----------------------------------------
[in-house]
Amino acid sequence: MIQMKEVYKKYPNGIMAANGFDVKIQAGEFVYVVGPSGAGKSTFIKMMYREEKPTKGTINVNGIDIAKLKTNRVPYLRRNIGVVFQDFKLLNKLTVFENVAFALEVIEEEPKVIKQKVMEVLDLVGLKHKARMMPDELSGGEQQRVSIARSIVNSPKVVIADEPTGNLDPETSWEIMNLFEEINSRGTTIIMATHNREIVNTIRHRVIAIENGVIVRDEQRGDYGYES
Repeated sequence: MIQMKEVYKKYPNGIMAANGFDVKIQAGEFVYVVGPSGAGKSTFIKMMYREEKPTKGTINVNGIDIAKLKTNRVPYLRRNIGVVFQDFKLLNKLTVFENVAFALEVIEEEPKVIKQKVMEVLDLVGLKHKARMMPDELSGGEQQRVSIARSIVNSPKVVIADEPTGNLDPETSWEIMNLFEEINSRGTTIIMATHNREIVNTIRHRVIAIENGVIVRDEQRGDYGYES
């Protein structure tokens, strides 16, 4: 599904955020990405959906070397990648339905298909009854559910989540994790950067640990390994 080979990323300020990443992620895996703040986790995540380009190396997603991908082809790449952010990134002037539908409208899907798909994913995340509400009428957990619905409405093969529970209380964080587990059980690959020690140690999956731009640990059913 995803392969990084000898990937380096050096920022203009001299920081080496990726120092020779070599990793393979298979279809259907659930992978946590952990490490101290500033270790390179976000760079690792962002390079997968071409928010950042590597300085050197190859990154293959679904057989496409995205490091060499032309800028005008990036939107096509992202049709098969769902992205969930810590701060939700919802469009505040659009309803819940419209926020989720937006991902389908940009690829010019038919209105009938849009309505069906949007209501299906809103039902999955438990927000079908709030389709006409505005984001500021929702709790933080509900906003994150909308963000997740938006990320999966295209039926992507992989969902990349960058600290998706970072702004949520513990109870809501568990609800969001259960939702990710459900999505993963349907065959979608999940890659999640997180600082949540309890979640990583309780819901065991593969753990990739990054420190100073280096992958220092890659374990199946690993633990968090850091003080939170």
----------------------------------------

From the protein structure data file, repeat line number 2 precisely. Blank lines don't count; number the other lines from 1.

Amino acid sequence: MIQMKEVYKKYPNGIMAANGFDVKIQAGEFVYVVGPSGAGKSTFIKMMYREEKPTKGTINVNGIDIAKLKTNRVPYLRRNIGVVFQDFKLLNKLTVFENVAFALEVIEEEPKVIKQKVMEVLDLVGLKHKARMMPDELSGGEQQRVSIARSIVNSPKVVIADEPTGNLDPETSWEIMNLFEEINSRGTTIIMATHNREIVNTIRHRVIAIENGVIVRDEQRGDYGYES